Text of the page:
I have lost count of how many times I have sent my husband to the supermarket with an item on the shopping list that I specifically requested to be “organic”, and he brought home something that says “all natural” on the label instead. This does not mean that my husband is below-average intelligent. Rather, it illustrates how misleading those descriptions can be to the average consumer for the purpose of marketing a product.
Do you picture happy cows on rolling green hills when you read “grass fed “? Families of fluffy chickens laying “cage-free” eggs on vast lawns? You are not the only one! And the deceiving label claims are not just limited to animal products, either. Especially foods designed for children take advantage of healthy sounding phrases that make them seem like great options for parents.
One of my favorite examples is a popular breakfast cereal that claimed to improve children’s attentiveness in school by 20% -- but failed to mention that this was compared to children who had been given no breakfast at all.
Another one was a children’s yogurt snack I basically grew up on, whose slogan in the 80s TV-commercials was: “as nutritious as a small steak." In fact the comparison was related to the amount of calories in either, yet they never disclosed exactly how small that steak would be, and that the calories in the yogurt were largely due to the high amount of added sugar, while the steak’s calories would be providing a valuable amount of lean protein.
These are just a couple of examples to illustrate marketing “traps” that – even though they are not lies – falsely lead us to think a product is healthier than it actually is. So what can we as parents do to prevent ourselves from falling into those traps?
Top Terms To Watch Out For
If you are new to this, be prepared to spend some extra time on your next grocery shopping trip, and bring your reading glasses. Whenever you see a package that declares “healthy” benefits on the front label, turn it around and double-check the ingredient list, where the ingredients are listed by weight from highest to lowest amount.
-“Made with whole grains”? Whole wheat or whole grain should be at the top of the list. The term “Multigrain” does not indicate that a product is made with whole grains either, it only means that more than one type of grain is used.
-“No added sugar”? Check to see if artificial sweeteners are used instead! Aspartame, Sucralose, Saccharin, Acesulfame potassium or Maltitol are sweeteners commonly used to replace sugar. While all sweeteners have to undergo extensive testing to be approved safe for commercial use by the FDA, they are made with chemicals and should be consumed in very limited amounts or avoided for children altogether. Other “hidden” sugars can include corn syrup, rice syrup, cane juice, molasses, malt syrup and any kind of fruit juice concentrate, to name just a few.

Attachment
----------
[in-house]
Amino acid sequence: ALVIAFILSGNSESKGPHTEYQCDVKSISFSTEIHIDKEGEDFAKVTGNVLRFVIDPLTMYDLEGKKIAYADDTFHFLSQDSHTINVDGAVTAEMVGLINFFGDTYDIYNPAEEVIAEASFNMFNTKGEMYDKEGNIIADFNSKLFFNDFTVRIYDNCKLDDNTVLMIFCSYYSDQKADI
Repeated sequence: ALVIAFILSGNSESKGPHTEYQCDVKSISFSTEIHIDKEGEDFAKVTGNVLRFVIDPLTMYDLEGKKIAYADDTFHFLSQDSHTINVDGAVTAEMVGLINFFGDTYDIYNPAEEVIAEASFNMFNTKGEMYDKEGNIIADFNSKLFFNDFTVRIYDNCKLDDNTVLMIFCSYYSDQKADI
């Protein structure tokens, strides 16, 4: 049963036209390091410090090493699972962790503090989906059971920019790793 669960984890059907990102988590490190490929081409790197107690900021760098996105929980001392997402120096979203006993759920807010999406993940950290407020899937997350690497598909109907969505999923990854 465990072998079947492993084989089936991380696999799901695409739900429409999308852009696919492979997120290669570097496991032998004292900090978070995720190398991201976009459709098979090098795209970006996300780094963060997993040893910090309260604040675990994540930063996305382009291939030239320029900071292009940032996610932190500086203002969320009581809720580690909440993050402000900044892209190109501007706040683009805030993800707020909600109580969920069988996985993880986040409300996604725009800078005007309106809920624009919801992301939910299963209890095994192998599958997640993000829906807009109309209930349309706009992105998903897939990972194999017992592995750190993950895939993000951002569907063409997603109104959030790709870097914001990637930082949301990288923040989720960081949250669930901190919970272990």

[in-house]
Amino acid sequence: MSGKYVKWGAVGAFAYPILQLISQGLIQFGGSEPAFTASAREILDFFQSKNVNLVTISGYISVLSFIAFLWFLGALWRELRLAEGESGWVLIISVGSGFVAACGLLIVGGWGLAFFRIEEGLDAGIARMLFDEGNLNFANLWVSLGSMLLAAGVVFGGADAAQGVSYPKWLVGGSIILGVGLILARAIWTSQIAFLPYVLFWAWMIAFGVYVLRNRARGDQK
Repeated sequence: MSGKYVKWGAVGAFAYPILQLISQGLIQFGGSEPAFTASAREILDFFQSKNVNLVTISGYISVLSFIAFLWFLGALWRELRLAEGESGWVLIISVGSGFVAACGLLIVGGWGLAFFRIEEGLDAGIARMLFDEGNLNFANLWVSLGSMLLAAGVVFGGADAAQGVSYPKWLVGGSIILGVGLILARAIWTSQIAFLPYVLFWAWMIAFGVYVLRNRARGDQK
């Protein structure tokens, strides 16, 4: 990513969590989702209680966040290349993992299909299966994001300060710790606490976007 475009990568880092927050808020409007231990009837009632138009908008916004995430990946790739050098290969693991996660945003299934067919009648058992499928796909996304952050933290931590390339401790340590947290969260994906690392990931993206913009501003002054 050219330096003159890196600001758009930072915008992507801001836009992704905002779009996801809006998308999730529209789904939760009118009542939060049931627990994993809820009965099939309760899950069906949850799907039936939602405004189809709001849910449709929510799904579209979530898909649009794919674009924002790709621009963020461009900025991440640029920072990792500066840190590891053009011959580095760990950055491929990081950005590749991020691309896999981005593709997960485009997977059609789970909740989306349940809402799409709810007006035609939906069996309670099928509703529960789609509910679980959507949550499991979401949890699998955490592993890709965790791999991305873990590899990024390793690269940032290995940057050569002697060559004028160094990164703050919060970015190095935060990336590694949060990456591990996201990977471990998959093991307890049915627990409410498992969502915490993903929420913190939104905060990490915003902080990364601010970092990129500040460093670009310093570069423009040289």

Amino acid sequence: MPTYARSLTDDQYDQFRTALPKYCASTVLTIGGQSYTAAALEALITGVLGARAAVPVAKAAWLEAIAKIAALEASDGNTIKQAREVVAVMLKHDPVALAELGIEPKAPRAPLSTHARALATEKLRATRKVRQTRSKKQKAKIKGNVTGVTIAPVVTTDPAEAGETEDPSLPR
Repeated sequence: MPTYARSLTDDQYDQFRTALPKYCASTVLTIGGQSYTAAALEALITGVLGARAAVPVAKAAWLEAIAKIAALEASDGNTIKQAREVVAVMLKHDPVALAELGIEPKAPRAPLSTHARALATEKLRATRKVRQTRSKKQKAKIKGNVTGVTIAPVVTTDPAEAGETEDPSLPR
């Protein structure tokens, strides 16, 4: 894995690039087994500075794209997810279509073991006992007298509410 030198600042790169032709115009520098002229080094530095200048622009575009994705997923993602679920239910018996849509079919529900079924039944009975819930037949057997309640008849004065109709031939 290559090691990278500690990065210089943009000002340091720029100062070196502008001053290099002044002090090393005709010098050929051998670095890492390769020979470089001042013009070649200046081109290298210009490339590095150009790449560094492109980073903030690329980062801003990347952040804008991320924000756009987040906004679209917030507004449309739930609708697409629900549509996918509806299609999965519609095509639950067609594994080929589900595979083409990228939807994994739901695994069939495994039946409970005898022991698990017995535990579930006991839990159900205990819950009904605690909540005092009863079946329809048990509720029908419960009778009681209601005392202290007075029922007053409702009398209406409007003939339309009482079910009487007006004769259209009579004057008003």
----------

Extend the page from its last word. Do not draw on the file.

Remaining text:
-“All natural” – this means a product does not contain any artificial sweeteners, colorings or preservatives. While this sounds good, it does not give you any information about nutritional value or wholesomeness. You may find this claim on sugary cereal as well as greasy potato chips and processed foods.
- “Gluten free” – Gluten is a type of protein found in wheat and many other grains. Gluten free products are not automatically healthy. They are often highly processed, more expensive and lower in fiber, so unless you have celiac disease or gluten sensitivity, there is no need to choose gluten free products over regular ones.
- “Light”, “low fat” or “low carb”- these claims indicate a reduced amount of calories, fat or sugar in a product, but do not give you information about any other added ingredients or indicate that this product is especially healthy.
The best way to avoid falling for misleading marketing claims is to buy whole foods and stay away from heavily processed ones. The shorter the ingredient list of a product, the less processed it usually is.
A Few Simple Swap Ideas to “Clean Up” Your Family’s Diet
Without compromising any of the yummy-ness:
1) Choose whole-wheat products instead of those made with refined flour
2 ) Use thinly sliced lean turkey breast, chicken or roast beef instead of hot-dogs, breakfast sausages or processed deli meats
3) Make oven baked potato or root vegetable wedges instead of French fries
4) Use brown rice, quinoa or riced cauliflower instead of white rice
5) Make your own salad dressings with high quality vinegar, mustard, yogurt, olive oil, herbs and spices
6) Bake, steam, boil or grill your foods instead of pan-frying, and use your own seasoning instead of buying pre-seasoned ones
7) Avoid sodas and sweetened beverages in favor or water, tea, water infused with fruits or flavored with a splash of juice
8) Create healthy desserts with yogurt and fruits instead of puddings or ice cream
9) Choose finger foods like veggie sticks and hummus, cheese and fruits instead of pre packaged lunch snacks
10) Mix it up! I don’t believe any food should be “forbidden”, so if your children are craving their favorite junk food, try offering just a small amount along with another, healthier option that they can eat as much as they want of. Some combinations I like are:
Sugary cereal/granola: serve with whole grain oats Chocolate/cookies: serve with fresh fruit
Potato chips: serve with pretzel sticks/crisp bread /snack veggies Ice cream: serve with yogurt/fruit.
These are just a few ideas to get you started! Remember, nobody is perfect and even small steps towards a wholesome diet can have a significant impact on your health and well-being!